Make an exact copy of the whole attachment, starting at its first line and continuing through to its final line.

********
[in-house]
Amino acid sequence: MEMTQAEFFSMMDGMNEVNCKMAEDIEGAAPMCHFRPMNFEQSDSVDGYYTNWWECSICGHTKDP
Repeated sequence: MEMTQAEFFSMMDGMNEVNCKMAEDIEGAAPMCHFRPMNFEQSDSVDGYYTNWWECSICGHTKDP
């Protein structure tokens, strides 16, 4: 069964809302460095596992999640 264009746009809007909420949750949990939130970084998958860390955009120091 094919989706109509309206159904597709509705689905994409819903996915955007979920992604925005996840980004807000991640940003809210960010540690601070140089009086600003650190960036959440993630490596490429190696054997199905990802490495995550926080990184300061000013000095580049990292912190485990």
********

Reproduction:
[in-house]
Amino acid sequence: MEMTQAEFFSMMDGMNEVNCKMAEDIEGAAPMCHFRPMNFEQSDSVDGYYTNWWECSICGHTKDP
Repeated sequence: MEMTQAEFFSMMDGMNEVNCKMAEDIEGAAPMCHFRPMNFEQSDSVDGYYTNWWECSICGHTKDP
């Protein structure tokens, strides 16, 4: 069964809302460095596992999640 264009746009809007909420949750949990939130970084998958860390955009120091 094919989706109509309206159904597709509705689905994409819903996915955007979920992604925005996840980004807000991640940003809210960010540690601070140089009086600003650190960036959440993630490596490429190696054997199905990802490495995550926080990184300061000013000095580049990292912190485990």